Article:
Elisabeth Easther learns all about down-to-Earth upbringing of caver.

I'm a caveman. Born and raised in Waitomo, suckled on stalactites - I grew up on 1600 acres of farm full of caves and forest and cliffs. When I was growing up, we didn't get out much, we basically just played in the forest and the only people we met were cavers. If you've met cavers before, you'll know they're fairly unusual creatures.

My mum and dad would lend my brother and me to the local caving group and they'd tie ropes around us and lower us down holes to see if they went anywhere. I would've been 8 or 9 when I started to go caving which was good because I was little and fitted in the holes. So I had this weird cavey upbringing and got super excited about caving, pretty much because there was nothing else to do but it was a really fun way to grow up.

I'm really the wrong shape to go caving much any more, I'm built like a T. rex, little arms and big legs. The best shape for cavers is long and thin, so you can squiggle your way through.

My life's revolved around tourism. I love being with people, talking to people, and I think that came from growing up starved of social interaction till I was about 20 when I got a job at Black Water Rafting. I was their first guide, throwing people off waterfalls and larking around in the water. After a couple of years working in tourism I decided to travel the world.


Dave and I, he was a fellow guide, we put our heads together one night, and came up with this crazy plan that we were going to hitch-hike across the Sahara Desert. I was 22 at the time and I think if my kids decided to do that now I'd say absolutely not - but my parents said go for it. So we went from Guildford to Africa, through France, to Spain, then Morocco. We climbed through the High Atlas Mountains then to Algeria and Tamanrasset right in the middle of the Sahara Desert. Hitch-hiking was pretty cool. People pick you up so you can help push their vehicle when it gets stuck in the sand, so once you've got a ride you're pretty sorted. After that we went down into Niger, Burkina Faso then Ghana then back to Egypt. It took about a year and was one of those crazy things only Kiwis on their OE would ever dream of doing.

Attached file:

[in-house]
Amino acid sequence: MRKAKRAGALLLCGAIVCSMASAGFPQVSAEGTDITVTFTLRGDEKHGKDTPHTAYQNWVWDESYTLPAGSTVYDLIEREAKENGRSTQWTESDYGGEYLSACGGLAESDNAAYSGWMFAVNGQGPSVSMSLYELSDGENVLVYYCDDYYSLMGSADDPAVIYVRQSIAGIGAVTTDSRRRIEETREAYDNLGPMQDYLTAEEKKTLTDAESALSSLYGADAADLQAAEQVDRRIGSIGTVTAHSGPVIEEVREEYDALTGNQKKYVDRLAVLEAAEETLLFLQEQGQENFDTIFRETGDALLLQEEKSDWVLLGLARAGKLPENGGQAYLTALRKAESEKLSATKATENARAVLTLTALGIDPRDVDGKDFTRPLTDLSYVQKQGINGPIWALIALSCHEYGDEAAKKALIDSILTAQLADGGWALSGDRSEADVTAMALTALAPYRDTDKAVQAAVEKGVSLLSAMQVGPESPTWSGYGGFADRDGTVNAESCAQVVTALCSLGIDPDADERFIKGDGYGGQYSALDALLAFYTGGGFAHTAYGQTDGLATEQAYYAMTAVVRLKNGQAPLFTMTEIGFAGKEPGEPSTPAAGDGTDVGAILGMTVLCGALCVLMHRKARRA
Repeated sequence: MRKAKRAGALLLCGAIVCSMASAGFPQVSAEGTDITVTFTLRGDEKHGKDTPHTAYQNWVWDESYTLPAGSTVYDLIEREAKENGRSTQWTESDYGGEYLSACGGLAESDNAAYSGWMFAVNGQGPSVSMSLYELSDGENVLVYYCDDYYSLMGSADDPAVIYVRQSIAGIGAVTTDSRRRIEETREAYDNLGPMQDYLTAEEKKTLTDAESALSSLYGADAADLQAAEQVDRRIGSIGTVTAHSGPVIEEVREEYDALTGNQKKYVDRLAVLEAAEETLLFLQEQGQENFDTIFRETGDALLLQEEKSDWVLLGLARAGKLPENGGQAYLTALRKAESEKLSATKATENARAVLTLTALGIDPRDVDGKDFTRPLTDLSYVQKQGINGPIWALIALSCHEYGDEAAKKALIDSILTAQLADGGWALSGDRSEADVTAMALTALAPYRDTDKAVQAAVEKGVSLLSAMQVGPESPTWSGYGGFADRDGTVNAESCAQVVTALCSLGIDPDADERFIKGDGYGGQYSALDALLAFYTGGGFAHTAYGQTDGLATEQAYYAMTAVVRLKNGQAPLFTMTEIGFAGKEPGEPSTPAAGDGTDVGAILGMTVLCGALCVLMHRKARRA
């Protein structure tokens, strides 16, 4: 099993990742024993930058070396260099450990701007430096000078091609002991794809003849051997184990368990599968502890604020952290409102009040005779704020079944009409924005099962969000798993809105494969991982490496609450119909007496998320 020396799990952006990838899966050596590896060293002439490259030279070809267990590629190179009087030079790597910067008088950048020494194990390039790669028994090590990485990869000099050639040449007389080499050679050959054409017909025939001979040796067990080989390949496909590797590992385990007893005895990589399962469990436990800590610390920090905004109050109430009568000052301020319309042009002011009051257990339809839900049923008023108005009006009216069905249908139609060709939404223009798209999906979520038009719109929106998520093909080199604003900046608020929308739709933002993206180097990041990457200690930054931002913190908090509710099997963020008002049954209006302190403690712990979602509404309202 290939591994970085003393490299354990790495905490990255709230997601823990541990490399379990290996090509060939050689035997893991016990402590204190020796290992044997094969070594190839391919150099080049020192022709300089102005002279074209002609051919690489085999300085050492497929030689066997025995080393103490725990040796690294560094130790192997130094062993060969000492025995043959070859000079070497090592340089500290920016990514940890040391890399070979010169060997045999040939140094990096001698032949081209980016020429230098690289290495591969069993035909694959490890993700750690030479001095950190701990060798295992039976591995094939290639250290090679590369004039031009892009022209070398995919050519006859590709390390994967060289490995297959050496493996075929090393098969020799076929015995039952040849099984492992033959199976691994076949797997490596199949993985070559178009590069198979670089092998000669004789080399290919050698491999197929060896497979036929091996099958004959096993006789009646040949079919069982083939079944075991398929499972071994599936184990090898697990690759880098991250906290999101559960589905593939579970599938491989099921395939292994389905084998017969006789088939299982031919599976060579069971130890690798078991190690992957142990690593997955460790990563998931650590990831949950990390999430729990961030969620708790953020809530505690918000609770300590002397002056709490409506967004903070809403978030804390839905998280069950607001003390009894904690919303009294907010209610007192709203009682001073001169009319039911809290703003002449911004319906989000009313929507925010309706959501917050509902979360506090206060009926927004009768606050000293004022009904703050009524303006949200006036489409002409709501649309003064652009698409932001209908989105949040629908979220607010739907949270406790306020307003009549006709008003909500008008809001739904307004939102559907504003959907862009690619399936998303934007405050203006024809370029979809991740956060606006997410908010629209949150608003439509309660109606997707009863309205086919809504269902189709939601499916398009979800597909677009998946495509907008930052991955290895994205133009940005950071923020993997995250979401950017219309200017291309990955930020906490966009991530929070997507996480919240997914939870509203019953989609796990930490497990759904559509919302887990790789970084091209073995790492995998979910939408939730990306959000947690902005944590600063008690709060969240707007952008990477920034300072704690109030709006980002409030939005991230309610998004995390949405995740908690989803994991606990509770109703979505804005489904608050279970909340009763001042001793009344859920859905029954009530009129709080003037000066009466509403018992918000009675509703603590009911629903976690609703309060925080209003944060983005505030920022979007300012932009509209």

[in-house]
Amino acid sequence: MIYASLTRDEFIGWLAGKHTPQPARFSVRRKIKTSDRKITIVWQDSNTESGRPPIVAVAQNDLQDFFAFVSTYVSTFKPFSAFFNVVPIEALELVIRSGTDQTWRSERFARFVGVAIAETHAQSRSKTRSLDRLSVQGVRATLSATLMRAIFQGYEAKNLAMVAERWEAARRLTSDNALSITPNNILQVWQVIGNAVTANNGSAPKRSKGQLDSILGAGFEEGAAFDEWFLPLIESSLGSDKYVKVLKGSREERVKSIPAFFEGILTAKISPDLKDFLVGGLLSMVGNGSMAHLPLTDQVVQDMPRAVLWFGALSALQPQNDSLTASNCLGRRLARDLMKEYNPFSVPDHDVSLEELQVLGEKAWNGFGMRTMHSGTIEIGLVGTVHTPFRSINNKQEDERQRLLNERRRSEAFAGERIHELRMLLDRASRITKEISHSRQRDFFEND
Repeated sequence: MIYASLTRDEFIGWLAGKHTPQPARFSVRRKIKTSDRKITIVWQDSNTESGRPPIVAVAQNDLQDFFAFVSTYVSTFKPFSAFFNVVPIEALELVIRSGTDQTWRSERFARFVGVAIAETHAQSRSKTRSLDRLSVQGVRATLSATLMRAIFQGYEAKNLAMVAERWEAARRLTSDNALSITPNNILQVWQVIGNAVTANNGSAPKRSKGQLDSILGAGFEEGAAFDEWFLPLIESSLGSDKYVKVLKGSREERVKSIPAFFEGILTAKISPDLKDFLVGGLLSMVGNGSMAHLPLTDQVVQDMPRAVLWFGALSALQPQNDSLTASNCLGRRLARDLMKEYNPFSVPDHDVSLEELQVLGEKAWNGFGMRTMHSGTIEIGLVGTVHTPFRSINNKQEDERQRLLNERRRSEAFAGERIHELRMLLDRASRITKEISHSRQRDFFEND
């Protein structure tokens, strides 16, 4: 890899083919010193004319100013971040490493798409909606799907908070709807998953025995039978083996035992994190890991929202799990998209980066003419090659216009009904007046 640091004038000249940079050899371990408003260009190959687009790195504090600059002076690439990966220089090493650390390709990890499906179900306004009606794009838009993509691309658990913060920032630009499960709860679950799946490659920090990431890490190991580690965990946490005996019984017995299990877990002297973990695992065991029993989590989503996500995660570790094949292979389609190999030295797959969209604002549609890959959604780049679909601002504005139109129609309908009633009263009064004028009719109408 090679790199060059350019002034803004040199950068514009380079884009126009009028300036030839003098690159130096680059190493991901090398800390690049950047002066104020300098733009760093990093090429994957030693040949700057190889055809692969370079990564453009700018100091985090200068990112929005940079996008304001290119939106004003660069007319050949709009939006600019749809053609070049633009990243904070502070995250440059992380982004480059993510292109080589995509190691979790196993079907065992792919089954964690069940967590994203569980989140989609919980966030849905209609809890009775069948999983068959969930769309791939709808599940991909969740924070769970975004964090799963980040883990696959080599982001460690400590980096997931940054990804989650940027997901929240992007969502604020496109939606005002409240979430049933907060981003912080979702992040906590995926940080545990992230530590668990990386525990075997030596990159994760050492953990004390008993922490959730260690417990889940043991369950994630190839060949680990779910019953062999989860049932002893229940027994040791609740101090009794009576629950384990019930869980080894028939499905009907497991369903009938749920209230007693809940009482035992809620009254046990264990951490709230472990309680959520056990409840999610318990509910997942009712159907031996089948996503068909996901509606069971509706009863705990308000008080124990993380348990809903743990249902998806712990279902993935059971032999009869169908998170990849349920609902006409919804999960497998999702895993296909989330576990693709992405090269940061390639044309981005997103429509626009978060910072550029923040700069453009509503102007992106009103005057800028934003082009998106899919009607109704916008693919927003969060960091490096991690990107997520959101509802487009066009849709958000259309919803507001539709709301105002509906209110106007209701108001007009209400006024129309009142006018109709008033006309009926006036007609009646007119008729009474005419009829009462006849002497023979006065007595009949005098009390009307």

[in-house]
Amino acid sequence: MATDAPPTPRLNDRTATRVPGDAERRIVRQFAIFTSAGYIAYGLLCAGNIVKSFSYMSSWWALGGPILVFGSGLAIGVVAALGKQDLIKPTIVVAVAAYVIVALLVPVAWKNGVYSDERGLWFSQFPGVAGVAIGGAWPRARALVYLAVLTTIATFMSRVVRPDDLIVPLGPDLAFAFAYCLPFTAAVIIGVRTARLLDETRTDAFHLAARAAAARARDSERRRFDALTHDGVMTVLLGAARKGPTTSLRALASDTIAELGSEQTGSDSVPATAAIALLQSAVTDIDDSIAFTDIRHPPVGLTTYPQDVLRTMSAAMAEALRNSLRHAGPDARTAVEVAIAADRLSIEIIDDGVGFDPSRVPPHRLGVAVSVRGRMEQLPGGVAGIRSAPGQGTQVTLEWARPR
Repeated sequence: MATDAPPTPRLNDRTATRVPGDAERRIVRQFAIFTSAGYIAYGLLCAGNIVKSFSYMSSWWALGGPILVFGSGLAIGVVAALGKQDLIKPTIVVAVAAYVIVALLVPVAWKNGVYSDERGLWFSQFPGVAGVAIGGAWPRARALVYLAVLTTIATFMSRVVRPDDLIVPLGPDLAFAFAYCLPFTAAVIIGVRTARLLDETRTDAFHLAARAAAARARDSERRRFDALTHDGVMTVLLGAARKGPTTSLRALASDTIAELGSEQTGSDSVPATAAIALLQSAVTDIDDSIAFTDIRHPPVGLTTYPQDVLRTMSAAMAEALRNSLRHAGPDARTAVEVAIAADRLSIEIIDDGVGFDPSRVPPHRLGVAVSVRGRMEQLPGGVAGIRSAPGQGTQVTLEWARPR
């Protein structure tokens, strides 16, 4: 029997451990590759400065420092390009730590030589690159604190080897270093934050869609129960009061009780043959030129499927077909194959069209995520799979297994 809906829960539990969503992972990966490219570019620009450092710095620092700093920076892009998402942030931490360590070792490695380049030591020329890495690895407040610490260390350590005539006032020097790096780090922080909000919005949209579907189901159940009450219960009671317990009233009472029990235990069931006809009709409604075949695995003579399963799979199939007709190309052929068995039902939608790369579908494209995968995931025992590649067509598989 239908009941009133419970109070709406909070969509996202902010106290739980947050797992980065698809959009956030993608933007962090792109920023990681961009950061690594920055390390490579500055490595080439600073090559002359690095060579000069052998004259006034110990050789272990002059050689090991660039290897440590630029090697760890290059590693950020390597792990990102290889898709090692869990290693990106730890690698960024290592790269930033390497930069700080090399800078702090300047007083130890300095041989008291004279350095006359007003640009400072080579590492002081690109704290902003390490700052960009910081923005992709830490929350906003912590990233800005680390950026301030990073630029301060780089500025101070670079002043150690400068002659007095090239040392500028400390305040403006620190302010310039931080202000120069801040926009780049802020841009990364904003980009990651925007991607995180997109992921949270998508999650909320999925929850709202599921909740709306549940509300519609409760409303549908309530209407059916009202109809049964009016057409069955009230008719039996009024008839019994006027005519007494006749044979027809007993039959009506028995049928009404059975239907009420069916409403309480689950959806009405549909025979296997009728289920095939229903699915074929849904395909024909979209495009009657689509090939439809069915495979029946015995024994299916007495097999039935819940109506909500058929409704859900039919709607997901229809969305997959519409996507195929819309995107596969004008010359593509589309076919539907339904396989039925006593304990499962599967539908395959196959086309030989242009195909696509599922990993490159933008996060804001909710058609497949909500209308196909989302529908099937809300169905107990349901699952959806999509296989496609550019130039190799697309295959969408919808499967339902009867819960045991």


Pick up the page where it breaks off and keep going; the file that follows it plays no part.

Also, you're not supposed to climb the pyramids in Egypt, but I had to at least try - Lonely Planet has a lot to answer for as it tells you how to get in for free. I snuck in the back of some graveyard and climbed to the top of one of the big three and sat up there.
Suddenly I realised that all these people were converging at the bottom so I legged it and got caught. One guy said, "very bad, you're not allowed to climb, what are we going to do about it?" Then he came very close and said, "would you like to climb another?" And off we went. I gave him a "gift" and we climbed another pyramid.

The really neat thing about adventure tourism is the customers. It's a big deal to get all the way to New Zealand, so these people are up for everything and loving life. That's who I rub shoulders with every day. Lovely adventurous, fun people, from all over the world; every different corner they come from. We're getting heaps more Russians, lots of people from South America, Indians are doing more adventure stuff.

If we didn't do adventure, New Zealand would be quite boring. If we didn't make up all these crazy exciting activities you'd come and look at some birds, the scenery would be lovely but there'd be nothing to do. The point of difference with New Zealand is we give people amazing opportunities. In the States you can't bowl up to a cave and pay someone to do the things we do. We have these trips where you can rappel into a cave, zipline in the dark under glow worms then inner-tube down rapids before climbing up a waterfall to escape.

Best travel advice? Take a very small backpack, and a very large credit card. That's it. That's it.

Further information: see waitomo.com/black-water-rafting